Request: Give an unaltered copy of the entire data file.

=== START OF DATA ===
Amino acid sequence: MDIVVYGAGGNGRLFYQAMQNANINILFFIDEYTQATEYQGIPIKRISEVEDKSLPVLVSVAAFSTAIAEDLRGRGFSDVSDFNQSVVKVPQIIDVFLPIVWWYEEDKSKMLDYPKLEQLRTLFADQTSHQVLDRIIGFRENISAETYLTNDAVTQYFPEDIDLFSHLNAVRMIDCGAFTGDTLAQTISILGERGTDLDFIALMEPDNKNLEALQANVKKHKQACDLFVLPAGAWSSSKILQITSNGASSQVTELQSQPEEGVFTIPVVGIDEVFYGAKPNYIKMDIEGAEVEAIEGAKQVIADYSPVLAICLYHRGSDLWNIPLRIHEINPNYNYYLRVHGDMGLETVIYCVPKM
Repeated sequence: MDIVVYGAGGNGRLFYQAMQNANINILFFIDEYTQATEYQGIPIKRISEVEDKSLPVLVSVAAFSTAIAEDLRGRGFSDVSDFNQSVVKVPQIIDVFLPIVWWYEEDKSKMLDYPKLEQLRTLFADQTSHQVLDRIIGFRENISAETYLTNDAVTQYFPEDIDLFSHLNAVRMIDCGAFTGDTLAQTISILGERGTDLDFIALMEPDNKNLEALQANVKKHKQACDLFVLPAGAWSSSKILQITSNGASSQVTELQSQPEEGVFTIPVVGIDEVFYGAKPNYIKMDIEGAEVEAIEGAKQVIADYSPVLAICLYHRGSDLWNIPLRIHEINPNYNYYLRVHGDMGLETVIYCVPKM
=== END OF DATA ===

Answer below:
Amino acid sequence: MDIVVYGAGGNGRLFYQAMQNANINILFFIDEYTQATEYQGIPIKRISEVEDKSLPVLVSVAAFSTAIAEDLRGRGFSDVSDFNQSVVKVPQIIDVFLPIVWWYEEDKSKMLDYPKLEQLRTLFADQTSHQVLDRIIGFRENISAETYLTNDAVTQYFPEDIDLFSHLNAVRMIDCGAFTGDTLAQTISILGERGTDLDFIALMEPDNKNLEALQANVKKHKQACDLFVLPAGAWSSSKILQITSNGASSQVTELQSQPEEGVFTIPVVGIDEVFYGAKPNYIKMDIEGAEVEAIEGAKQVIADYSPVLAICLYHRGSDLWNIPLRIHEINPNYNYYLRVHGDMGLETVIYCVPKM
Repeated sequence: MDIVVYGAGGNGRLFYQAMQNANINILFFIDEYTQATEYQGIPIKRISEVEDKSLPVLVSVAAFSTAIAEDLRGRGFSDVSDFNQSVVKVPQIIDVFLPIVWWYEEDKSKMLDYPKLEQLRTLFADQTSHQVLDRIIGFRENISAETYLTNDAVTQYFPEDIDLFSHLNAVRMIDCGAFTGDTLAQTISILGERGTDLDFIALMEPDNKNLEALQANVKKHKQACDLFVLPAGAWSSSKILQITSNGASSQVTELQSQPEEGVFTIPVVGIDEVFYGAKPNYIKMDIEGAEVEAIEGAKQVIADYSPVLAICLYHRGSDLWNIPLRIHEINPNYNYYLRVHGDMGLETVIYCVPKM